Pussy-powered artist Rokudenashiko heading to Toronto

Japanese sculptor and manga artist, twice jailed for obscenity, is to art what Russia's Pussy Riot is to politics


Rokudenashiko (which translates as “good for nothing girl”), aka Megumi Igarashi, is a manga artist and sculptor but has become a cause célèbre because of the work she makes related to her genitalia – pussy pieces, you could call them, including a life-sized boat shaped like a vulva. In 2014 she was arrested on obscenity charges, twice, in Japan and spent several months in jail. She comes to the Toronto Comic Arts Festival (May 14 and 15) with her new graphic novel, What Is Obscenity? The Story Of A Good For Nothing Artist And Her Pussy ($29.50, Koyama).

Update: May 9, 2016. Judge Mihoko Tanabe found Rokudenashiko guilty of obscenity, saying that the kayak she created in the shape of a vagina could “sexually arouse viewers.” Looking at said boat (above), you can see why the ruling has been heaped with ridicule. If she loses her appeal, she will be fined, not incarcerated.

You’ve described prison as an ordeal, but you also say police did you a favour by arresting you. Why? 

Because news of that experience was picked up by major media around the world, I was able to promote my work without spending a single yen. Also, in July 2014 my future fiancé would see news of my arrest on television in New York and get in touch with me to show support. I almost want to invite the arresting officers to our wedding as my guests.

Is there something about Japanese culture that makes your work especially vulnerable to attack?

There is a fixed and pervasive mentality that men can treat women’s bodies as objects, but women who express their own gender are not tolerated. Women who speak clearly about themselves sexually are reviled. On top of all this, I freely use the taboo word “manko” to refer to my vagina.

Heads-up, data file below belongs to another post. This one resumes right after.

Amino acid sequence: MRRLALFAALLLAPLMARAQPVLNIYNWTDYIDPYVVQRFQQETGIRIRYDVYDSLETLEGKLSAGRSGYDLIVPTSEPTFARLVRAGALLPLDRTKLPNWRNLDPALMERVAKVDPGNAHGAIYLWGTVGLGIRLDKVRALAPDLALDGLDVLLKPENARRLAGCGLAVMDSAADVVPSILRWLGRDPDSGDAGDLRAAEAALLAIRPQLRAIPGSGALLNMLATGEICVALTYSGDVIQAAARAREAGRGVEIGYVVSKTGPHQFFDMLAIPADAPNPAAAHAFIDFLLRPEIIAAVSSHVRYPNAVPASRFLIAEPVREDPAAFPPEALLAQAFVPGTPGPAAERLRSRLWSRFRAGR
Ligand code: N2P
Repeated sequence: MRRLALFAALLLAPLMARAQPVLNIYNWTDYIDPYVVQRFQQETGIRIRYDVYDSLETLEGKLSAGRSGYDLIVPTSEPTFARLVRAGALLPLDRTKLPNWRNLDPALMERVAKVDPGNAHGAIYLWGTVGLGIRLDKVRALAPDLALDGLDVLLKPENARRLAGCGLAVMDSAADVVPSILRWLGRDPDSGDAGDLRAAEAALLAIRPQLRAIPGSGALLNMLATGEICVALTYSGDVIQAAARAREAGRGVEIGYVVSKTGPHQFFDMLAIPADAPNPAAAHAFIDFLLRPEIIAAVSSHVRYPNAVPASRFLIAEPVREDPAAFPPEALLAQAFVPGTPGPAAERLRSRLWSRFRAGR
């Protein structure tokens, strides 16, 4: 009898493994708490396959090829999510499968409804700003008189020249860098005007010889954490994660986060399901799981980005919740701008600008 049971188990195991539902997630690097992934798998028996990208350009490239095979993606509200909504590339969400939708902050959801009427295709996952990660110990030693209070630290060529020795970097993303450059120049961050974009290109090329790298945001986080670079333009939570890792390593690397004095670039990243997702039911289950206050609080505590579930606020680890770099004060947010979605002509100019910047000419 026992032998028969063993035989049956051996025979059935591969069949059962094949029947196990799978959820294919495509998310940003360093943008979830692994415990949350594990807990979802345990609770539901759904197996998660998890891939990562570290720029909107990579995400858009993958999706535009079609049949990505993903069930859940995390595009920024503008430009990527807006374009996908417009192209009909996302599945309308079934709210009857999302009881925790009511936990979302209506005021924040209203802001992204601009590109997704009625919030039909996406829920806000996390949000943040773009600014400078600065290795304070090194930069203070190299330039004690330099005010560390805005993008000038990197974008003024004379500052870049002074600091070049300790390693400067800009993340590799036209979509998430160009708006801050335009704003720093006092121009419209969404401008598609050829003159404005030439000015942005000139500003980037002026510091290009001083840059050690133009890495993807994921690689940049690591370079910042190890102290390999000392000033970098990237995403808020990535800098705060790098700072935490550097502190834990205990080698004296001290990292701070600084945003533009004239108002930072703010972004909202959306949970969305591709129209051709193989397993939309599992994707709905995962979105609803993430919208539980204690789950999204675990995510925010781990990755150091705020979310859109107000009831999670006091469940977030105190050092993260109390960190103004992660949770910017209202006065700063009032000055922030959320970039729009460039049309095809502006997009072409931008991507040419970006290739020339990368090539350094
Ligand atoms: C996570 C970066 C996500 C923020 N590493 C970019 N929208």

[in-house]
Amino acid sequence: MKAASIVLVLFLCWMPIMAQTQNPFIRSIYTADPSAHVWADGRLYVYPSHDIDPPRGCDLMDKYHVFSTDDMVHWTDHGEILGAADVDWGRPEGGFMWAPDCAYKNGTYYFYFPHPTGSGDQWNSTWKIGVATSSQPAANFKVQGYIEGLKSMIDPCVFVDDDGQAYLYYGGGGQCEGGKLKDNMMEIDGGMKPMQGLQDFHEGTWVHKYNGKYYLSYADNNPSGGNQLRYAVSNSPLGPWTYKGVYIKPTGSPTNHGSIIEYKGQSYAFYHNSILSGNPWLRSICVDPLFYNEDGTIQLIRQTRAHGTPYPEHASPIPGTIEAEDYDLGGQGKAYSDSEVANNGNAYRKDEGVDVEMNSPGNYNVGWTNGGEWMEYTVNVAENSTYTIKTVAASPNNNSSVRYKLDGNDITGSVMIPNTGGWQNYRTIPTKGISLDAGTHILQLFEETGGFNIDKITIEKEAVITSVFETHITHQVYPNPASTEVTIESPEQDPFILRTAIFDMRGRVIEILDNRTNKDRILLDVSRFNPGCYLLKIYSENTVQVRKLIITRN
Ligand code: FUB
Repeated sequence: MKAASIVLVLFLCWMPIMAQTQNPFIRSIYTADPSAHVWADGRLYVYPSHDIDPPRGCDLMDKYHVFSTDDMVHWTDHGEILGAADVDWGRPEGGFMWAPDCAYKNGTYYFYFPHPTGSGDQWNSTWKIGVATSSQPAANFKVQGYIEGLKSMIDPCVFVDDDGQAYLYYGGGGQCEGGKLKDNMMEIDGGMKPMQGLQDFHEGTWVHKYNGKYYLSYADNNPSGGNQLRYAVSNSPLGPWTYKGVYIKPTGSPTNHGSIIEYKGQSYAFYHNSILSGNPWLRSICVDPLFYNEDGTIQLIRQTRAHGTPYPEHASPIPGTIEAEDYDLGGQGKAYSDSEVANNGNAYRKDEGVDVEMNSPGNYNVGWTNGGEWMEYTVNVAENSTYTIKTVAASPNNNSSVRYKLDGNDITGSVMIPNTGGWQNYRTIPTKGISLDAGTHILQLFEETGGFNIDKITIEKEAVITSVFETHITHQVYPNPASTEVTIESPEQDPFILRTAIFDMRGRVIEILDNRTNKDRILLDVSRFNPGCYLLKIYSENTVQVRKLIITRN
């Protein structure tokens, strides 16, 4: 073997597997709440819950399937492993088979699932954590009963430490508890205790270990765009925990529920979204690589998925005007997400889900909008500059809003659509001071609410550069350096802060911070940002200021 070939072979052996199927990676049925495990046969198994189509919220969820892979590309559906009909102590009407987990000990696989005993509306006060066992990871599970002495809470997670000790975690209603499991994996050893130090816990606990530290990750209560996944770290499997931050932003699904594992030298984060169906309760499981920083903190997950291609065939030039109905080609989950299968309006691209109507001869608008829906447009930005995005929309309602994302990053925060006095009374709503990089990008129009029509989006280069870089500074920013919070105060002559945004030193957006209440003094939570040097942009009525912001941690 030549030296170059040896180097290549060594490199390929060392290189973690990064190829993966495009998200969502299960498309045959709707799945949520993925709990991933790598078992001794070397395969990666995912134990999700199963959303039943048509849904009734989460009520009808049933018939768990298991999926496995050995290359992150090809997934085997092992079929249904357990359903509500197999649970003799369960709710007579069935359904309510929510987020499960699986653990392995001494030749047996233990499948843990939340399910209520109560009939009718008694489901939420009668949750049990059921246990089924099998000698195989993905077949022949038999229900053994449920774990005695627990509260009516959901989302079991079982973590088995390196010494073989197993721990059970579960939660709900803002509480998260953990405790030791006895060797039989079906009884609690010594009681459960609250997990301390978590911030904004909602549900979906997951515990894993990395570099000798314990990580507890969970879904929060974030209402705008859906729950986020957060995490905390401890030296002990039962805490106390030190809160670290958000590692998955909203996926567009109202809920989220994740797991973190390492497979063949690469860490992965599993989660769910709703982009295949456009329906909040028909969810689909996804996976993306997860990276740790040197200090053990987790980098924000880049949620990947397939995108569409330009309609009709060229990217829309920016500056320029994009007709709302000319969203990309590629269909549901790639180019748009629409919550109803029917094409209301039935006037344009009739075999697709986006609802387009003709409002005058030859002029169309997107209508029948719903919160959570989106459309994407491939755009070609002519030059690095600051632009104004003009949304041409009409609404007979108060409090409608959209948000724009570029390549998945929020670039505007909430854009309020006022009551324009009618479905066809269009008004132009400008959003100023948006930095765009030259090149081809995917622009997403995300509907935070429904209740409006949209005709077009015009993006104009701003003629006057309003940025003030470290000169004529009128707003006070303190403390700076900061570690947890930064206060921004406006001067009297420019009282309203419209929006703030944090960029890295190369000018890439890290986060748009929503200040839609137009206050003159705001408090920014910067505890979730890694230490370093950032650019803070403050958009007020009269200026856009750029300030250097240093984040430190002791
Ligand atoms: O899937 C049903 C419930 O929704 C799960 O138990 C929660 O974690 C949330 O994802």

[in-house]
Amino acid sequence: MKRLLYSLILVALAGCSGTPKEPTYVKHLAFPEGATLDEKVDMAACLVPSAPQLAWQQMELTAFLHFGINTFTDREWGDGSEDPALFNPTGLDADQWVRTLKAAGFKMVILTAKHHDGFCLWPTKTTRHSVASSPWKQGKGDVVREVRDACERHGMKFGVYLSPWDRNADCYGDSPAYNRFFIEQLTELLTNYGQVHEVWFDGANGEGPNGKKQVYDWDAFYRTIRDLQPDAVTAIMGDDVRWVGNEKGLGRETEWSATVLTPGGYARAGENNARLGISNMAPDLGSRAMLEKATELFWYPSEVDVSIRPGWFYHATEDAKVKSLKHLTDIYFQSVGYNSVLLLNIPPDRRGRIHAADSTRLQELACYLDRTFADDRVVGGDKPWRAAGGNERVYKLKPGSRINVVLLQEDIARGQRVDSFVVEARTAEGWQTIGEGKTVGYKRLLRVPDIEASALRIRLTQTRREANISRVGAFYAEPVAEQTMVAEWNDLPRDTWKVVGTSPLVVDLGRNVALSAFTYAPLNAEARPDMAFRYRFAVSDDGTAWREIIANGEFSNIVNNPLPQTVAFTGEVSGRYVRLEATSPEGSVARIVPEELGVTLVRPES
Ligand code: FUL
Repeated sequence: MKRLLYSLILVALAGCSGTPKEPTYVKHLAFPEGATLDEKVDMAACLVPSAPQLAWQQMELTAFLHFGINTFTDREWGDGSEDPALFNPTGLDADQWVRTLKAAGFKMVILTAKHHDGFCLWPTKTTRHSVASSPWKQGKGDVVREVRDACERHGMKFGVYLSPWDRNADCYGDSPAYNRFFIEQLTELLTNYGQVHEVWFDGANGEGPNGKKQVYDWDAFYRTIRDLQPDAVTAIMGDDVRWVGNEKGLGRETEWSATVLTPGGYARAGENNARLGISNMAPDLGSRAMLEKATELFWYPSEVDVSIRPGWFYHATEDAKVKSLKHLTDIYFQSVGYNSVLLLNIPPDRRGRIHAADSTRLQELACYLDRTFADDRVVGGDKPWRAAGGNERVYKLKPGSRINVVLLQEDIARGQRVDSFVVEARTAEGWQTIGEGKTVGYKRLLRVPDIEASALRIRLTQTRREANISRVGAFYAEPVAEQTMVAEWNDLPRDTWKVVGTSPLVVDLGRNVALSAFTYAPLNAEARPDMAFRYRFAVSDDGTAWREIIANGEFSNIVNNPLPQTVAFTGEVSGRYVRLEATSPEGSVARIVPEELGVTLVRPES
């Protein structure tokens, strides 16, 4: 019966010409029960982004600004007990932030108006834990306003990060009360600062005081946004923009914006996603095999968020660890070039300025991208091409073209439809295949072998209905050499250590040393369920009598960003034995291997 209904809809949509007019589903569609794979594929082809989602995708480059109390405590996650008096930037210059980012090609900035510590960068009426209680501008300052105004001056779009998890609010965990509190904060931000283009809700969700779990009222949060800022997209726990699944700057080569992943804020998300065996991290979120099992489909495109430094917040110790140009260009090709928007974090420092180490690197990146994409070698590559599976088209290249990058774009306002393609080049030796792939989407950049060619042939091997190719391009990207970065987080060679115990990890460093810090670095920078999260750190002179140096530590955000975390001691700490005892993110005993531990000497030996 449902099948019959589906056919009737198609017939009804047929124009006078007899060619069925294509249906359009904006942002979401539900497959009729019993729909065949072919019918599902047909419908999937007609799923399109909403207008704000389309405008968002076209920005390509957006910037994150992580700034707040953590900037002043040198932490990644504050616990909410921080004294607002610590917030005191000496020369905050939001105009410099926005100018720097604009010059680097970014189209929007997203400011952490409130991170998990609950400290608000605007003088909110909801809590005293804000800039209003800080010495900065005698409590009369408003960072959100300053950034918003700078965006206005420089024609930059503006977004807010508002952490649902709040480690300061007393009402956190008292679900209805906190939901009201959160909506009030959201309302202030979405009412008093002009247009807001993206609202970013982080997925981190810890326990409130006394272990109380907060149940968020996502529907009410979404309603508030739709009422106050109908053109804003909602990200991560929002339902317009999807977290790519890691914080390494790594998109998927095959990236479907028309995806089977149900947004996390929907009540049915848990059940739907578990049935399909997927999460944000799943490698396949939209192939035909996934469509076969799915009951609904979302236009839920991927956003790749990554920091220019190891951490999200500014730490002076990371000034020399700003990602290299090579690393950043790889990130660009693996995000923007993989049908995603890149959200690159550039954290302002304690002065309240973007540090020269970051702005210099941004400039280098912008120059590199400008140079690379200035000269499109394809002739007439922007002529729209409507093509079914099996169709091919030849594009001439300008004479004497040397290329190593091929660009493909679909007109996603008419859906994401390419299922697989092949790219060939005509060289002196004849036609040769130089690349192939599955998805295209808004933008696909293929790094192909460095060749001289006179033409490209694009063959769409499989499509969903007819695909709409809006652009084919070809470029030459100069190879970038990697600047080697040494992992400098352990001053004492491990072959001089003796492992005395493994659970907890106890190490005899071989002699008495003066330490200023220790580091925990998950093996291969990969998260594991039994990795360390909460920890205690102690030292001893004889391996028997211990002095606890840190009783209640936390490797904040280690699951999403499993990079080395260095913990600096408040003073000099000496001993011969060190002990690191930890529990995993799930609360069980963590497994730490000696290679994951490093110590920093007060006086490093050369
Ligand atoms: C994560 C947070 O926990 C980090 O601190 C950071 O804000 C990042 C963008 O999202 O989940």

(Translator/editor Anne Ishii adds, “‘Manko” means pussy, it means cunt. It can be very derogatory, but it’s used very casually and without weight to refer to the vag, by women, and is a normal part of pillow talk as well. The only place it’s not used is the doctor’s office. Well that, and the police station….)

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So you knew your manko boat might meet resistance?

I did not think I would experience so much objection. I was convinced there were people who’d enjoy a sunny, cheerful expression of pussy, and many such people indeed came to see me when I set sail.

Tell us about the media response to your work.

I’ve never trusted mainstream media. I was glad other more established people became angry for me and called them out as rude for condescending to me by referring to me as a “so-called” artist.

TV and newspapers, I feel, are only validating the police’s tone. It makes me think there is no such thing as freedom of information in my country. It was the same during the Fukushima nuclear accident: TV news and newspapers hid a lot of important information. Internet news is still much more faithful to the truth.

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Are you selling more of your work now? Or are you wary of the business aspects of the art world?

There are plenty of unnamed artists who envy me for having become famous through an arrest. But as an artist I’ve been less interested in selling work than in creating art that questions why we can’t say “manko” out loud. I am satisfied just knowing that average citizens are beginning to question this, too.

Do you think your work has changed people’s minds?

I’m really grateful to the people who have read my book and taken an interest in my ordeal. Japan is a country that criminalizes women’s bodily self-expression and won’t even allow female genitals to be expressed openly. Because women are told they can’t articulate ideas about their own bodies, they have learned to believe their bodies are something to be ashamed of, that something is wrong with them. 

Despite this, many people are learning it’s okay to say “manko” out loud, and learning to think more highly of their bodies. And increasingly more male fans understand this right. The sight of my refusal to give up these rights apparently inspires others. Seeing people enjoy my art and my manga is my greatest fuel.     

See Rokudenashiko May 14, 1-2 pm, signing at the Koyama table, 2:45 pm at the Marriott Hotel (90 Bloor East) May 15, 11 am, with Jesse Brown, venue tba, and signing at the Koyama table, 2-3 pm. See listing.

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books@nowtoronto.com | @susangcole

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